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The UK’s porn license plan remains a mess

Badly conceived, badly thought-out. Just bad.
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It's April in the UK, and you'd quite like to enjoy some online adult content. But before you can, you need to walk to your nearest retailer. You shuffle, hesitantly, toward the cashier, mindful of the other patrons, and mumble that you'd like to buy a porn license. As your gaze falls toward your shoes, the cashier responds, a little too loudly, if it's for Pornhub or somewhere else.

The situation could be reality in a matter of weeks if the UK's much-delayed and seemingly unworkable age verification plans actually happen. Despite the project beginning in 2017, the change will take plenty of users by surprise, including those people who regularly watch adult content. According to polling agency YouGov, more than two-thirds of Britons are unaware of the project.

Essentially, you'll need to (legally) prove that you are over 18 if you're based in the UK and want to access adult content online. That will require you to, at the least, pay to share your personal details and credit-card number with an online service. At most, you'll be required to purchase a physical token, like a phone card, from a brick-and-mortar retailer which can judge your age.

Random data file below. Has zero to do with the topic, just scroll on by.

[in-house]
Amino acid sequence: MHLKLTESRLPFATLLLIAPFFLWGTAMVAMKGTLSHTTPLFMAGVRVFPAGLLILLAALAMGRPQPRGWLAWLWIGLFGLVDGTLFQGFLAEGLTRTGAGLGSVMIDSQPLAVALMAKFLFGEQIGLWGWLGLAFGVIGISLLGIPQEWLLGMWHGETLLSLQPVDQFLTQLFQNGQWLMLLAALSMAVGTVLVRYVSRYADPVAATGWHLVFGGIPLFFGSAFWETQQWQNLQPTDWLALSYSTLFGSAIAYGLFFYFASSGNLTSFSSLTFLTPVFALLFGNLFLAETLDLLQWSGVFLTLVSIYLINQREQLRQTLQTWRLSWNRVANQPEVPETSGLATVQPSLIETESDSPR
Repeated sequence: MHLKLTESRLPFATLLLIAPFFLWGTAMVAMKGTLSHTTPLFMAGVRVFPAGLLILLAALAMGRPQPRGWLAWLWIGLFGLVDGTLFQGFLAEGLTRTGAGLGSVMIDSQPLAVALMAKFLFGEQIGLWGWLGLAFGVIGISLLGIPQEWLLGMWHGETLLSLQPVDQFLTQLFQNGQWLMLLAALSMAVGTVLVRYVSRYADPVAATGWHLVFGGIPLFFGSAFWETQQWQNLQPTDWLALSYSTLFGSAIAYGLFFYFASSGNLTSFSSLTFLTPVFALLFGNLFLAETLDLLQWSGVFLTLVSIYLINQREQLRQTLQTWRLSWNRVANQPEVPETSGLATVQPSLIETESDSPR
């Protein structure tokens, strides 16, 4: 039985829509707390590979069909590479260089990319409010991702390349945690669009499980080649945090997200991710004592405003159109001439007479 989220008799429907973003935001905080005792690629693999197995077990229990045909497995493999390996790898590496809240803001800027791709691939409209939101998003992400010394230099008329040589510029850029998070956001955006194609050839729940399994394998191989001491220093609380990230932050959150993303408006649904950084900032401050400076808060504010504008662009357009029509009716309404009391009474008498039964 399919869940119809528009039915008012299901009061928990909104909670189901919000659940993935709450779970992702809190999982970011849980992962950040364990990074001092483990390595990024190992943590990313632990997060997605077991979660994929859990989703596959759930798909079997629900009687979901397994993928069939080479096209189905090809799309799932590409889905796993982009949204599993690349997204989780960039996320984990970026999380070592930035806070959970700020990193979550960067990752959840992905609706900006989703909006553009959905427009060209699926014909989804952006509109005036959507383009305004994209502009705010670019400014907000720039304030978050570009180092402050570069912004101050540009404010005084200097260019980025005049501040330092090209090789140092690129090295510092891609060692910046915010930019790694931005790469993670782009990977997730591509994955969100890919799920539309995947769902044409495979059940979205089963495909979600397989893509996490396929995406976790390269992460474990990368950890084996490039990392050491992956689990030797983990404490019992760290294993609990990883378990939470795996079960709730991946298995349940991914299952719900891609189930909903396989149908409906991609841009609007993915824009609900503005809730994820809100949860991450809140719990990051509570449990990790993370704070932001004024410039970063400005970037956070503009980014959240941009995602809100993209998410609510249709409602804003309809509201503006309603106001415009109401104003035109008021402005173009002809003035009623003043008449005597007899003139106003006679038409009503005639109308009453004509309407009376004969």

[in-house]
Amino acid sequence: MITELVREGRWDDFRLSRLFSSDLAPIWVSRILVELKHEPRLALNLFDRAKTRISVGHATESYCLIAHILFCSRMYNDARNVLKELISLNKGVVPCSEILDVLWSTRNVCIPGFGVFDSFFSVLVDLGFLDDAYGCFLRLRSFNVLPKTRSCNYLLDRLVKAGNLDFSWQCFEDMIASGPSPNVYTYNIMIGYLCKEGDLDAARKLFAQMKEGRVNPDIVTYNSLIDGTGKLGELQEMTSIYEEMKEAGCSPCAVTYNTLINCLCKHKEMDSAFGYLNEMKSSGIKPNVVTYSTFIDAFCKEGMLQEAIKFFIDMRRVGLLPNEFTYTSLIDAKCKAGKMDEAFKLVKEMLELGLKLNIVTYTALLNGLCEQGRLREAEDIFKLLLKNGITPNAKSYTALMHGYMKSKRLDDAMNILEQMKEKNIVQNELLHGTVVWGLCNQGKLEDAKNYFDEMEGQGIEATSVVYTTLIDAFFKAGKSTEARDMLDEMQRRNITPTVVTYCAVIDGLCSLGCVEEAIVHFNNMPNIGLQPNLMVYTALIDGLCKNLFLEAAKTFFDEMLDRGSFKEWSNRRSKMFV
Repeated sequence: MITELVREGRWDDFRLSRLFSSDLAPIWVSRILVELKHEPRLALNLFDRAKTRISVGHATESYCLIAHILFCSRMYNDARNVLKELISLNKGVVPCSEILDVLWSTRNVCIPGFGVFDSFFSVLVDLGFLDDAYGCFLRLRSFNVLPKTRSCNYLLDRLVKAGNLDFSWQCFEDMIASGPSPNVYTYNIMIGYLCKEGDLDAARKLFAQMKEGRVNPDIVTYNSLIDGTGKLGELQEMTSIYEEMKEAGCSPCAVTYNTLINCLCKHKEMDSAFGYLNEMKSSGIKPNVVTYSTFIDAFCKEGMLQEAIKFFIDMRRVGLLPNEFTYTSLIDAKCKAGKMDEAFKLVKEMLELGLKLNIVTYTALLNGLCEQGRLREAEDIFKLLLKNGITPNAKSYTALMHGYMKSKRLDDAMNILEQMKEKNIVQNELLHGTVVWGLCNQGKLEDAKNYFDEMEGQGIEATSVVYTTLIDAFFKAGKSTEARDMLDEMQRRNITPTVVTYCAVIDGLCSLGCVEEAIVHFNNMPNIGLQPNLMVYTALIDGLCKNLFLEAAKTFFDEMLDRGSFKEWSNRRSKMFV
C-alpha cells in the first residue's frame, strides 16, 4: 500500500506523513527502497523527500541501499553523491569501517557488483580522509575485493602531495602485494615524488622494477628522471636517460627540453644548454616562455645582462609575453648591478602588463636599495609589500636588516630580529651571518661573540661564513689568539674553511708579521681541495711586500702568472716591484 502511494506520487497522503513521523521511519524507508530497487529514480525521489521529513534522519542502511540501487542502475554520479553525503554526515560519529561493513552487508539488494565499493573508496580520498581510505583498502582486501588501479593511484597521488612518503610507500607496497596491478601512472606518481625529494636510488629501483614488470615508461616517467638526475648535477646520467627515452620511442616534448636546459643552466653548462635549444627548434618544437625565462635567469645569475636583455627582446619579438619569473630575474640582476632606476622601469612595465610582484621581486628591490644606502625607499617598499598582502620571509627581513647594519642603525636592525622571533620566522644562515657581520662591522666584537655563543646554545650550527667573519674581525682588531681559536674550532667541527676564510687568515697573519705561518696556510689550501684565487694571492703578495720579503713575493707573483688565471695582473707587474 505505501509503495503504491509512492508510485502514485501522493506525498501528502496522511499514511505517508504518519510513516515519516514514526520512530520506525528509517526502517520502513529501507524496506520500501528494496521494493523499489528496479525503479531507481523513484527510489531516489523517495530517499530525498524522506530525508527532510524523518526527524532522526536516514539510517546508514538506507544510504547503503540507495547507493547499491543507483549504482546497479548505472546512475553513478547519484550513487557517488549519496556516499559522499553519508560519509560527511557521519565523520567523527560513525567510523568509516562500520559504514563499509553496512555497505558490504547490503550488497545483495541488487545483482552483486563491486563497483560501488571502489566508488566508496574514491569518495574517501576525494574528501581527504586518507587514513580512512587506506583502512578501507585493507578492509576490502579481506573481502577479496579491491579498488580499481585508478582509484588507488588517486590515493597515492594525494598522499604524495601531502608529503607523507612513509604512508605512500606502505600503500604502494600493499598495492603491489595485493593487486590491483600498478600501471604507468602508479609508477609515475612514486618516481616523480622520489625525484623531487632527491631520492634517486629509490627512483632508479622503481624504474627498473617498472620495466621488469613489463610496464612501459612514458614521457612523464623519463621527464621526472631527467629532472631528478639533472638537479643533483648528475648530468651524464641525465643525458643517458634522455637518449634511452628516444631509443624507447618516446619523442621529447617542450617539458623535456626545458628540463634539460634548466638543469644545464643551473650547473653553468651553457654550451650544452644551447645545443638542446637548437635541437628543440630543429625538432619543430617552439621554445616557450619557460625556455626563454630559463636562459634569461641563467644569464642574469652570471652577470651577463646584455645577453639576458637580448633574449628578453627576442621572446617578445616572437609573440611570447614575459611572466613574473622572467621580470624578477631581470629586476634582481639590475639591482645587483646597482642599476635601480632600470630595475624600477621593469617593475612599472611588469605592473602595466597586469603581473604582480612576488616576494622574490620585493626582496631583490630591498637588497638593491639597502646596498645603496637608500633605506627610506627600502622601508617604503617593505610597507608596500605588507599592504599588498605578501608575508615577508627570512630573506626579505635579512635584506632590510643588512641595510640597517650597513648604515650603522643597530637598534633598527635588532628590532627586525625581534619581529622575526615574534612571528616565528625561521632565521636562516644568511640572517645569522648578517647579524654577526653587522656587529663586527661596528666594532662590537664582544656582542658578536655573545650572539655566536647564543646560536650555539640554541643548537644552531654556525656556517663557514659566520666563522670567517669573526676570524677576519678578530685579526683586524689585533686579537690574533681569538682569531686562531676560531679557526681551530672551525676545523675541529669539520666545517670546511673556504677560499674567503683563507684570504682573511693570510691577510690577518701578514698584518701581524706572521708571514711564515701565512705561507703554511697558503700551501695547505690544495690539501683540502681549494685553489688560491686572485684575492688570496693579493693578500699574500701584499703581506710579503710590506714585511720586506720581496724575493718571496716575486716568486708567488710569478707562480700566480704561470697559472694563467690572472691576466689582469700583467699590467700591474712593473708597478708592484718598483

One company, OCL, told Wired that it will sell its version of an age-verification card for £5 for use on a single device or £9 for multiple ones. AgePass, another system, will charge £10 for an age-verification card and store your details on a private blockchain. Others will require you to offer up your driving license, credit-card number or passport online to verify your status.

That, however, could be a problem because handing personal data over to a third party is fraught with risks. Mindgeek, which is likely to run the de facto standard AV system with AgeID, has a patchy record of data security. Mindgeek sites, which include Pornhub, YouPorn, Digital Playground and Brazzers have, collectively, leaked personal data for almost two million people.

Not that a government-approved and run regulator hosting this information would necessarily be better. Elsewhere, lists of people's sexualities have previously been used to coerce, marginalize and kill folks in, and under, oppressive regimes. Data breaches are also harmful in other ways. In the aftermath of the Ashley Madison hack, some people died by suicide.

There are still several unknowns about how age verification will work because the government has dithered so much. Rather than create a dedicated regulator, officials handed responsibility for the project to the British Board of Film Classification. The BBFC is a non-governmental body founded in 1912 by the British film industry as a bulwark against government censorship.

The BBFC has promised to produce a list of third-party processors that will administer the AV system on its behalf. Unfortunately, at the time of publication, and with just days before the expected start date, the page is empty. To be fair to the BBFC, however, its hands are tied by the government, and it cannot begin doing its job until officials give their blessing.